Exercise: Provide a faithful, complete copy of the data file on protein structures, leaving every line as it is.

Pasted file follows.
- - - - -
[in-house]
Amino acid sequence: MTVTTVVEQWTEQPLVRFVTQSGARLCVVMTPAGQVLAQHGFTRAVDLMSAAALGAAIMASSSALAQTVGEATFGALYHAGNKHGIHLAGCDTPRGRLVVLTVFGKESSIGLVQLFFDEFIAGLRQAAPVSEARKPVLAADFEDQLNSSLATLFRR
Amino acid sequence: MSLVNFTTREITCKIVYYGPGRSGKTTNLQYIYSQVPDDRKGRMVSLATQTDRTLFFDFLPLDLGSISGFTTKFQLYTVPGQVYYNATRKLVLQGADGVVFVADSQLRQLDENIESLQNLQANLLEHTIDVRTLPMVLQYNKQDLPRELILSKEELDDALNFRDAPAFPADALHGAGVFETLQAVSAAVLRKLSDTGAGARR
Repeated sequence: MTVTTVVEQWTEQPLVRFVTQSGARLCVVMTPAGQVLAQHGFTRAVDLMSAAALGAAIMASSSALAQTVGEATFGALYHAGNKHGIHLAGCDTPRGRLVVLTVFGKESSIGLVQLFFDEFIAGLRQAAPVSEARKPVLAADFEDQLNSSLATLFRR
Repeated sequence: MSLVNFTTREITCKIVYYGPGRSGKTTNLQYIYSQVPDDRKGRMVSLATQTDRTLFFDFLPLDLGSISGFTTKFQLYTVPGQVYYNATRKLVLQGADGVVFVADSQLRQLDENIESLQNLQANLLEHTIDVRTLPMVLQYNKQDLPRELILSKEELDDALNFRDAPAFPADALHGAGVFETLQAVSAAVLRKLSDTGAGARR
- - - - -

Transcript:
[in-house]
Amino acid sequence: MTVTTVVEQWTEQPLVRFVTQSGARLCVVMTPAGQVLAQHGFTRAVDLMSAAALGAAIMASSSALAQTVGEATFGALYHAGNKHGIHLAGCDTPRGRLVVLTVFGKESSIGLVQLFFDEFIAGLRQAAPVSEARKPVLAADFEDQLNSSLATLFRR
Amino acid sequence: MSLVNFTTREITCKIVYYGPGRSGKTTNLQYIYSQVPDDRKGRMVSLATQTDRTLFFDFLPLDLGSISGFTTKFQLYTVPGQVYYNATRKLVLQGADGVVFVADSQLRQLDENIESLQNLQANLLEHTIDVRTLPMVLQYNKQDLPRELILSKEELDDALNFRDAPAFPADALHGAGVFETLQAVSAAVLRKLSDTGAGARR
Repeated sequence: MTVTTVVEQWTEQPLVRFVTQSGARLCVVMTPAGQVLAQHGFTRAVDLMSAAALGAAIMASSSALAQTVGEATFGALYHAGNKHGIHLAGCDTPRGRLVVLTVFGKESSIGLVQLFFDEFIAGLRQAAPVSEARKPVLAADFEDQLNSSLATLFRR
Repeated sequence: MSLVNFTTREITCKIVYYGPGRSGKTTNLQYIYSQVPDDRKGRMVSLATQTDRTLFFDFLPLDLGSISGFTTKFQLYTVPGQVYYNATRKLVLQGADGVVFVADSQLRQLDENIESLQNLQANLLEHTIDVRTLPMVLQYNKQDLPRELILSKEELDDALNFRDAPAFPADALHGAGVFETLQAVSAAVLRKLSDTGAGARR